The Lindsay A-D Indicator
by Jerry Favors
The advance-decline line is handy for picking market tops, but lead time is a recurring problem, you say?
Favors suggests this variation as an alternative to overcome that bothersome predicament.
Most stude nts of te chnical analysis are familiar with the advance-decl ine line.To construct one, y ou
simply begin with some base num ber and i f today's advances ex ceed decl ines for t he day, you add t he
number of net advances (advances m inus decl ines) to that base num ber. If declines exceed advances for
the day, you subtract the number of net declines (declines minus advances) from that base number . This
same process is repeated each day and is then plotted along with a chart of the Dow J ones Industrial
Average (DJIA). The theory is tha t if the DJIA moves to a new hig h but the advance/decline line does not,
you have neg ative diver gence and a potential top. Contrary to popular opinion, the reg ular A-D line is not
especially reliable at identifying importa nt ma rke t bottoms. While the A-D line does have an impre ssive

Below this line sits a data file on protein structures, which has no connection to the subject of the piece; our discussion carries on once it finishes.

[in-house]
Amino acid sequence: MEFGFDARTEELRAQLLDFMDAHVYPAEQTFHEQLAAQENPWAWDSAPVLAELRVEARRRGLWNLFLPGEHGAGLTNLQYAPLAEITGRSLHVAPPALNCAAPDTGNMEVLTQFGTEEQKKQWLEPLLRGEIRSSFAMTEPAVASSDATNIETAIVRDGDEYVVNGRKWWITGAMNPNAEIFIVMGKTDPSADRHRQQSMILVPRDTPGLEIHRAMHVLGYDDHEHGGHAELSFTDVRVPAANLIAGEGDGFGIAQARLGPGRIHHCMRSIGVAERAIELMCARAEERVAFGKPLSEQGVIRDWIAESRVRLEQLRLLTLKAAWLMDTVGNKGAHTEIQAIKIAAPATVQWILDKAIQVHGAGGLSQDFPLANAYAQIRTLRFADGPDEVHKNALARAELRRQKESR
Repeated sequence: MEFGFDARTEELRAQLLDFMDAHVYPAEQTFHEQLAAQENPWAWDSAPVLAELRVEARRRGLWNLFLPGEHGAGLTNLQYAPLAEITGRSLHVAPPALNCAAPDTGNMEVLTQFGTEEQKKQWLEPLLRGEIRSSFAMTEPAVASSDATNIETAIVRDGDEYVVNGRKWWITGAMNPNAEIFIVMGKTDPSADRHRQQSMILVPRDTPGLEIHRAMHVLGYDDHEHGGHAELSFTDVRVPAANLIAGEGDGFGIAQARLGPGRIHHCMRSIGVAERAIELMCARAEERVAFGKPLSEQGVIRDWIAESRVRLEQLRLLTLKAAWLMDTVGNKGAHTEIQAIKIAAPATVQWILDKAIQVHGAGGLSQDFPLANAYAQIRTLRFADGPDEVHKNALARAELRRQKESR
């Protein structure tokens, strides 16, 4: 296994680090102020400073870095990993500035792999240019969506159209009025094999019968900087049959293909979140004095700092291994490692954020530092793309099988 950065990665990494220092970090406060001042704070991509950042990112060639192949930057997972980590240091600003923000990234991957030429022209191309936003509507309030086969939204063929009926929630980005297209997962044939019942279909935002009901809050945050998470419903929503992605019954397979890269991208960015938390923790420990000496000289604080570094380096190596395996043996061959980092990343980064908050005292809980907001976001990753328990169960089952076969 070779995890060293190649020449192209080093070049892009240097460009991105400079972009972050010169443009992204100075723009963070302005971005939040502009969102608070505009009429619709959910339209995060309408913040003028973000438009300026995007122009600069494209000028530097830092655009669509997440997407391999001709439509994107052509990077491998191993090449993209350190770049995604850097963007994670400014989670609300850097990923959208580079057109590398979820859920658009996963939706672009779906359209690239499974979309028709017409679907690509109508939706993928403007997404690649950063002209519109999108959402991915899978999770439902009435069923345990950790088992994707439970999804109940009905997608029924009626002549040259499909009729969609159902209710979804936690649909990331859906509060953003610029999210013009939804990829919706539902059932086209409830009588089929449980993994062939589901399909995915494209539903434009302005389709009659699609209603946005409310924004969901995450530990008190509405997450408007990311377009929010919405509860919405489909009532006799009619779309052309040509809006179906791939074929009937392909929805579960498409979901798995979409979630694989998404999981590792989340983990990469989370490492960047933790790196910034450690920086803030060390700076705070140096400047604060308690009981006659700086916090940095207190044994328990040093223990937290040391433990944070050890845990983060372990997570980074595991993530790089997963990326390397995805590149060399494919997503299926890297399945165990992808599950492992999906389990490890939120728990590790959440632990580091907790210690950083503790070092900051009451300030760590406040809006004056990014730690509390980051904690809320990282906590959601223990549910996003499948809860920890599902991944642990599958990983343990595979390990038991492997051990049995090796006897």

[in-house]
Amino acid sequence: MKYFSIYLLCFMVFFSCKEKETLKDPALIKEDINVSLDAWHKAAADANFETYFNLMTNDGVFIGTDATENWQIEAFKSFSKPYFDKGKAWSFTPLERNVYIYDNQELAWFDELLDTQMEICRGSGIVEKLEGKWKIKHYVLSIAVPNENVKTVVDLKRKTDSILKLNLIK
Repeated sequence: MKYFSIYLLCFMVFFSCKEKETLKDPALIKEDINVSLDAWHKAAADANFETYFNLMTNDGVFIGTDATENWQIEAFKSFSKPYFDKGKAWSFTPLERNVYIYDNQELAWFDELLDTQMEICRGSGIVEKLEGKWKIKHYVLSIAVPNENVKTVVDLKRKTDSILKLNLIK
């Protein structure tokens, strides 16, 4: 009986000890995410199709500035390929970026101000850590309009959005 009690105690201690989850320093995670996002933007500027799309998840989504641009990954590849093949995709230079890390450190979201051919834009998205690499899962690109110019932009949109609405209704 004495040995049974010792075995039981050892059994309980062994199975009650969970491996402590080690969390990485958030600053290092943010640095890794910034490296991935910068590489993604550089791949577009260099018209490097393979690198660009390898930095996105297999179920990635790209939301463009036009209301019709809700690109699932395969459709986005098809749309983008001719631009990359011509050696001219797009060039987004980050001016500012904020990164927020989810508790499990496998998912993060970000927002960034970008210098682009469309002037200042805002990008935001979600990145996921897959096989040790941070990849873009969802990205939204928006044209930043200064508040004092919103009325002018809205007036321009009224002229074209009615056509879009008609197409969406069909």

record a t marke t tops, the question of lead time remains a nagging problem.
LEAD TIME EXAMPLE
Prior to the J uly 1990 top, the A-D line peaked on Aug ust 8, 1989. The DJIA did not see its final hig h
until J uly 17, 1990, 11 months later . This question of lead time remains a bothersome deficiency for the
daily A-D line. Technician Geor ge Lindsay used the advance-decline data dif ferently, in order to derive
short-te rm buy or sell signals. Each day you will plot the difference between the advances and de clines
for the day . For instance, if there are 1,000 advances and 600 declines, y our plot for that day is +400. If
there are 900 declines and 400 advances, y our plot for the day becomes -500. A sell signal from this indicator requires a "triple zigzag pattern;" as illustrated in Figure 1.